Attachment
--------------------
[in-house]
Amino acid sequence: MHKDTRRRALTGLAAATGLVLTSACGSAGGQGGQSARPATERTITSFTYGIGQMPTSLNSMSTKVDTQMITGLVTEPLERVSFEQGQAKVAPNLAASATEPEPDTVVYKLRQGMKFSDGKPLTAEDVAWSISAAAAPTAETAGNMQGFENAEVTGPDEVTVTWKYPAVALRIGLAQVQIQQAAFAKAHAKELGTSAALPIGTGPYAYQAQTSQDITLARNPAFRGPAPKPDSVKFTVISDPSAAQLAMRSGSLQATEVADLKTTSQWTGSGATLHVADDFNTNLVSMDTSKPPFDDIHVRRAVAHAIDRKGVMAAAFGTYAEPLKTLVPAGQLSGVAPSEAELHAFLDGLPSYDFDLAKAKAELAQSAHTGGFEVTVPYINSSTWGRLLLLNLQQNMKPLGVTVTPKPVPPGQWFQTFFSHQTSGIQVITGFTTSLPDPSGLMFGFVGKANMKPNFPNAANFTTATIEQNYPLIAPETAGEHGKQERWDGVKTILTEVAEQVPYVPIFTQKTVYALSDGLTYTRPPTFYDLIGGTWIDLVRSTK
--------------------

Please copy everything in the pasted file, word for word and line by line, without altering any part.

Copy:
[in-house]
Amino acid sequence: MHKDTRRRALTGLAAATGLVLTSACGSAGGQGGQSARPATERTITSFTYGIGQMPTSLNSMSTKVDTQMITGLVTEPLERVSFEQGQAKVAPNLAASATEPEPDTVVYKLRQGMKFSDGKPLTAEDVAWSISAAAAPTAETAGNMQGFENAEVTGPDEVTVTWKYPAVALRIGLAQVQIQQAAFAKAHAKELGTSAALPIGTGPYAYQAQTSQDITLARNPAFRGPAPKPDSVKFTVISDPSAAQLAMRSGSLQATEVADLKTTSQWTGSGATLHVADDFNTNLVSMDTSKPPFDDIHVRRAVAHAIDRKGVMAAAFGTYAEPLKTLVPAGQLSGVAPSEAELHAFLDGLPSYDFDLAKAKAELAQSAHTGGFEVTVPYINSSTWGRLLLLNLQQNMKPLGVTVTPKPVPPGQWFQTFFSHQTSGIQVITGFTTSLPDPSGLMFGFVGKANMKPNFPNAANFTTATIEQNYPLIAPETAGEHGKQERWDGVKTILTEVAEQVPYVPIFTQKTVYALSDGLTYTRPPTFYDLIGGTWIDLVRSTK